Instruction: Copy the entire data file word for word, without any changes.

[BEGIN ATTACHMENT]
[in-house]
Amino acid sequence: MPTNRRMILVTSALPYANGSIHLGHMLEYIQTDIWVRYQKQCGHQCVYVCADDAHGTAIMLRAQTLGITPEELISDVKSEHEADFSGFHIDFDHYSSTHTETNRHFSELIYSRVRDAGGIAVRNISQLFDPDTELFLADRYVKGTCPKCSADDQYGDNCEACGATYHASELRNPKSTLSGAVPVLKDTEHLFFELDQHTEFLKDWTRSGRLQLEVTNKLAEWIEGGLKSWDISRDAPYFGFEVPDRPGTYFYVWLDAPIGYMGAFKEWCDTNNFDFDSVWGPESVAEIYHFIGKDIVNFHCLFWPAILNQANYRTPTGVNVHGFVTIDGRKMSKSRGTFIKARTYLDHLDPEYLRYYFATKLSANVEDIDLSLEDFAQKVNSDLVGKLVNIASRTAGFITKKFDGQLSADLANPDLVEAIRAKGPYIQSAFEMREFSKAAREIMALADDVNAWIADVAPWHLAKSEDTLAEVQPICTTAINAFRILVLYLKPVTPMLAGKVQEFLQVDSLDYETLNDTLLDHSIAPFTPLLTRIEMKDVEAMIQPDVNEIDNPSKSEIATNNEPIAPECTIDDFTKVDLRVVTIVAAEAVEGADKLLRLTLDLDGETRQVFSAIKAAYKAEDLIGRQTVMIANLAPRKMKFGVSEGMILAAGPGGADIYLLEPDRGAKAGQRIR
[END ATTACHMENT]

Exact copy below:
[in-house]
Amino acid sequence: MPTNRRMILVTSALPYANGSIHLGHMLEYIQTDIWVRYQKQCGHQCVYVCADDAHGTAIMLRAQTLGITPEELISDVKSEHEADFSGFHIDFDHYSSTHTETNRHFSELIYSRVRDAGGIAVRNISQLFDPDTELFLADRYVKGTCPKCSADDQYGDNCEACGATYHASELRNPKSTLSGAVPVLKDTEHLFFELDQHTEFLKDWTRSGRLQLEVTNKLAEWIEGGLKSWDISRDAPYFGFEVPDRPGTYFYVWLDAPIGYMGAFKEWCDTNNFDFDSVWGPESVAEIYHFIGKDIVNFHCLFWPAILNQANYRTPTGVNVHGFVTIDGRKMSKSRGTFIKARTYLDHLDPEYLRYYFATKLSANVEDIDLSLEDFAQKVNSDLVGKLVNIASRTAGFITKKFDGQLSADLANPDLVEAIRAKGPYIQSAFEMREFSKAAREIMALADDVNAWIADVAPWHLAKSEDTLAEVQPICTTAINAFRILVLYLKPVTPMLAGKVQEFLQVDSLDYETLNDTLLDHSIAPFTPLLTRIEMKDVEAMIQPDVNEIDNPSKSEIATNNEPIAPECTIDDFTKVDLRVVTIVAAEAVEGADKLLRLTLDLDGETRQVFSAIKAAYKAEDLIGRQTVMIANLAPRKMKFGVSEGMILAAGPGGADIYLLEPDRGAKAGQRIR